When it comes to iconic nature photography, National Geographic is immediately in discussion having pioneered many advances in nature photography and more importantly to our audience — underwater photography. Recently National Geographic shared a slideshow dubbed “Milestones in Underwater Photography” that featured the very first color underwater photograph shot in 1926 of a Hogfish (above) in Florida.
This historic shot of a Hogfish, Lachnolaimus maximus, was photographed off the Florida Keys in the Gulf of Mexico by Dr. William Longley and National Geographic staff photographer Charles Martin. In the days before SCUBA, you can imagine the difficulty of not only lugging around a bulky camera encased in a waterproof housing but using pounds of highly explosive magnesium flash powder for underwater illumination.
Although magnesium will continue to burn underwater (and even burn more intensely), the team would float a raft above where they were shooting. When they snapped the shutter of the camera to take a photograph, a battery on the raft would trigger the bright magnesium powder explosion, illuminating the sea up to 15 ft. below the surface.
Standalone, both Luis Marden and Jacques Cousteau were both influential in their own right but when the duo teamed up Marden’s pure underwater photography magic and artistry took off. He was well known for his photos of fish, coral reefs, and archaeological finds.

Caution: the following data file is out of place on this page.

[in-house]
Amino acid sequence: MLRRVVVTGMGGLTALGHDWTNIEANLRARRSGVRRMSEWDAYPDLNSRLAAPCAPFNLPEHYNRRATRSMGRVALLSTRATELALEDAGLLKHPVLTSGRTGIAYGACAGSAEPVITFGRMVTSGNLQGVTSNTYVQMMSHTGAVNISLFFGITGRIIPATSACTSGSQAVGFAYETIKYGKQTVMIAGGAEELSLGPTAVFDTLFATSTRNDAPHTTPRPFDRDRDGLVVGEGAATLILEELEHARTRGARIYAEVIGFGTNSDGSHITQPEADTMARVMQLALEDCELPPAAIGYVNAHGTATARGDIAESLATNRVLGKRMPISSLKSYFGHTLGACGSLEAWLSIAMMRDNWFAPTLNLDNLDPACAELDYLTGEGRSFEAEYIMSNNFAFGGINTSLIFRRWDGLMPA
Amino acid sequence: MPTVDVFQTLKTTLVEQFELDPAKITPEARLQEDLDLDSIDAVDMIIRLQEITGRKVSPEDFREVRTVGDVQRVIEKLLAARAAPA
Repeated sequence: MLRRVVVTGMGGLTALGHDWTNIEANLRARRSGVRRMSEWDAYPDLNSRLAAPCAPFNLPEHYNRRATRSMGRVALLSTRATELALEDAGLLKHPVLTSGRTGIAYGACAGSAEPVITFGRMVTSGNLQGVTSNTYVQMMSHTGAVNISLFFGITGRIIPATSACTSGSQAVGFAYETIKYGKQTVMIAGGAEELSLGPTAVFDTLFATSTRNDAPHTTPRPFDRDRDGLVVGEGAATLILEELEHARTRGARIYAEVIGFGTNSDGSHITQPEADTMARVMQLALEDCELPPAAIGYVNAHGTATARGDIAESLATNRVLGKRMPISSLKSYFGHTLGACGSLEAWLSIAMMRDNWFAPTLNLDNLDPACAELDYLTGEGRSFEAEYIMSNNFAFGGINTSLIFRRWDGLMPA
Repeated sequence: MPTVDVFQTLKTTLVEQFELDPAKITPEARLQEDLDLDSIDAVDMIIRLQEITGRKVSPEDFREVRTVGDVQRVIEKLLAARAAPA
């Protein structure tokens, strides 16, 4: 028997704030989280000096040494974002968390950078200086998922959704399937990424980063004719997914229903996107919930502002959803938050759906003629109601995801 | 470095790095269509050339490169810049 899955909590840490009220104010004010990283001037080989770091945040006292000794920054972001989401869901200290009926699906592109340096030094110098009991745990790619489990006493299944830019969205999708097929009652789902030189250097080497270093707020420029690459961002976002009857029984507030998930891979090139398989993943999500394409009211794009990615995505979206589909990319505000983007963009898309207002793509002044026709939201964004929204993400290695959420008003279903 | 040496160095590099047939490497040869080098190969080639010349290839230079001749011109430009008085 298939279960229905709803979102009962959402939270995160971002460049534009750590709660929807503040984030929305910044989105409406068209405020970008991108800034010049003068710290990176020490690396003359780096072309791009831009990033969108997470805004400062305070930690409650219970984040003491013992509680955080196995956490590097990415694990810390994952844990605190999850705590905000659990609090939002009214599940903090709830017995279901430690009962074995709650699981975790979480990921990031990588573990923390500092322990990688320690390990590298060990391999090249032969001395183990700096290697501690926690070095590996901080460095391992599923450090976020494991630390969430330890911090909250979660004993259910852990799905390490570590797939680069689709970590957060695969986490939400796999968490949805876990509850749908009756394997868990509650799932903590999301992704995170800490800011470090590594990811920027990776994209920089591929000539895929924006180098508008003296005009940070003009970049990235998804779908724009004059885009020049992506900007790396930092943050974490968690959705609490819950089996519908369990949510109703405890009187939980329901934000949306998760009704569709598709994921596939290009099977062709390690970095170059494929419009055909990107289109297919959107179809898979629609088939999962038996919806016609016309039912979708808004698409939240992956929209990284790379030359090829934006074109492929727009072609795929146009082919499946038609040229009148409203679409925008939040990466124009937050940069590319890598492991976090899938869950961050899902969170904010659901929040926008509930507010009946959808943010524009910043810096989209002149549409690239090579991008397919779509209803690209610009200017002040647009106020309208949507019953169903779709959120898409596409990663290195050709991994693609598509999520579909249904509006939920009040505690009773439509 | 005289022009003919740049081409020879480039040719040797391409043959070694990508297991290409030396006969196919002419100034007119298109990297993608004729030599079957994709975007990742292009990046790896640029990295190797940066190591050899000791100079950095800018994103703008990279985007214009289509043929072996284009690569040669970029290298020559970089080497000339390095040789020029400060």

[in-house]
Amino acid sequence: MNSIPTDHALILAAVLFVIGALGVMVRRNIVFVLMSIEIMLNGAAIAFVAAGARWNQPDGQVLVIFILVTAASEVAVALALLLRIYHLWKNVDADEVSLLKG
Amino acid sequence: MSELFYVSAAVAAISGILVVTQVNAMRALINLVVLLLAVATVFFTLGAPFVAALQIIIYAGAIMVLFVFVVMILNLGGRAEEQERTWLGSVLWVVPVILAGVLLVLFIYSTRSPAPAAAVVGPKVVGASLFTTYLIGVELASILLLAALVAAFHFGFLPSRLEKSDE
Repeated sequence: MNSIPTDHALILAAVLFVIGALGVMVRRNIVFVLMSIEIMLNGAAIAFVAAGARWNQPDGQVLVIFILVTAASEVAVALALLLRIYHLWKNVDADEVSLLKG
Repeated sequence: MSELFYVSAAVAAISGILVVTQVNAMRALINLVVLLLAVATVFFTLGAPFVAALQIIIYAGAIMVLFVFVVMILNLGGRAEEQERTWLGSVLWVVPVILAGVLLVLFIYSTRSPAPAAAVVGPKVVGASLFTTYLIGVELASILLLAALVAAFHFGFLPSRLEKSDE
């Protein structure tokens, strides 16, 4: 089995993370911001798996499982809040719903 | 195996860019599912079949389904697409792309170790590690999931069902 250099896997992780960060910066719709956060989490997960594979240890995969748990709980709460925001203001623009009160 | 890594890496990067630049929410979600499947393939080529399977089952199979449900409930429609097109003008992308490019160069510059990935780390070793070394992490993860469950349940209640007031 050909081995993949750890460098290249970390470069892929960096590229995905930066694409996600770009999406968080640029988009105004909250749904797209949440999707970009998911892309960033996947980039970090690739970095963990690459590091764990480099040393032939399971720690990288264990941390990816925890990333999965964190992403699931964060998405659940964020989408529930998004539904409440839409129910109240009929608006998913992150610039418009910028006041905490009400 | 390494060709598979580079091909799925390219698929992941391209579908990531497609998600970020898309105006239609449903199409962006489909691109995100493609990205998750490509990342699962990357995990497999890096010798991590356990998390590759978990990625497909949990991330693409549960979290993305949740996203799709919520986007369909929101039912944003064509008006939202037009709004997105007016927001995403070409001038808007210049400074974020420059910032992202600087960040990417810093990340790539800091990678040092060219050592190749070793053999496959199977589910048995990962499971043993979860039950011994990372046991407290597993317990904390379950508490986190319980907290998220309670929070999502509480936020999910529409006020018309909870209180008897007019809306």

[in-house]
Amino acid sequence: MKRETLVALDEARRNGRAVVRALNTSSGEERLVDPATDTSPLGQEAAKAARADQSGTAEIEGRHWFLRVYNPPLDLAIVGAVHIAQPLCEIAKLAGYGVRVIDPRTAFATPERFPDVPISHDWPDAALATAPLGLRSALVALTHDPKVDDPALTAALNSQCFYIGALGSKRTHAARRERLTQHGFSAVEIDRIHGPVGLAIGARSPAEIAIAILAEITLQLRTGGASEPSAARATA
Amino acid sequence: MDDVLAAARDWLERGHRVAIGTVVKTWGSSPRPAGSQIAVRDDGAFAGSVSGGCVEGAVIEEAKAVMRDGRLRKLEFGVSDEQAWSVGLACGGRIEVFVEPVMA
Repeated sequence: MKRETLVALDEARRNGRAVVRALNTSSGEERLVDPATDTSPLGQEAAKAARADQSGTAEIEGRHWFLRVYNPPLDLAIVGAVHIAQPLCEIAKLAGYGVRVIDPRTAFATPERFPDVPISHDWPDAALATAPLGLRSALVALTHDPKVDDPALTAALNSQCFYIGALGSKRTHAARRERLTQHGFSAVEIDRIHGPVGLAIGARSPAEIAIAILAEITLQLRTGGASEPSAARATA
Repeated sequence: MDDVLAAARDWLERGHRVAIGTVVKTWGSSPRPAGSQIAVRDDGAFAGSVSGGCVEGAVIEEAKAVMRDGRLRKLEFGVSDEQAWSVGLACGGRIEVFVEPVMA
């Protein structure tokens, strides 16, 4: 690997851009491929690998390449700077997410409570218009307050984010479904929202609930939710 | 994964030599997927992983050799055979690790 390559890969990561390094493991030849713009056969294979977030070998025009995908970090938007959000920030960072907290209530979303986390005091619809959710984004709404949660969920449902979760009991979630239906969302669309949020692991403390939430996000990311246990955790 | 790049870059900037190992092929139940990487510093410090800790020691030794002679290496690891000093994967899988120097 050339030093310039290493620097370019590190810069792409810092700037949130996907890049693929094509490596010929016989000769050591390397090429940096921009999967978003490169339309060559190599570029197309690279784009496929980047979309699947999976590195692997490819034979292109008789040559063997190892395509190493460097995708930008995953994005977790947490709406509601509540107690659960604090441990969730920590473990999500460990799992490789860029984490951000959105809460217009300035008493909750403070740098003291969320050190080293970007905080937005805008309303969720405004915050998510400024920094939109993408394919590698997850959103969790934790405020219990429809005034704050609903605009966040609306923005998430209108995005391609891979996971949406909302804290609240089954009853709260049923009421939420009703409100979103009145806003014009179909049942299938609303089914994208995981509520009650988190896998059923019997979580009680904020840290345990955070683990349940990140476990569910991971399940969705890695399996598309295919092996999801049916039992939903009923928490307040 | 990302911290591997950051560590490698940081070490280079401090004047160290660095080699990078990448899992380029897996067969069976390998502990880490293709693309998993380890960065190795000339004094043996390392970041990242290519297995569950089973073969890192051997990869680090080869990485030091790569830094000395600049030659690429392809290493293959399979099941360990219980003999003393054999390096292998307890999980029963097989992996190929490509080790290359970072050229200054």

Couteau, the inventor of SCUBA and a pioneering underwater explorer took Marden on a voyage from Toulon, France, to the Suez Canal aboard Cousteau’s ship, Calypso. The pair worked together to move photography and underwater exploration to an entirely new level. By the end of the journey, Marden had snapped over 1,200 photos — the largest collection of underwater color photographs ever taken.
In the 1960s photographer Bates Littlehales teamed up with marine biologist Walter Starck to design OceanEye, a Plexiglas bubble-encased housing to allow photographers to use Nikon cameras underwater. With the help of OceanEye, standard cameras could be used underwater spawning an incredible new generation of underwater photography to flourish.
These are just a few of the monumental and historic milestones Nat Geo highlights. To see the entire list, head on over to National Geographic.
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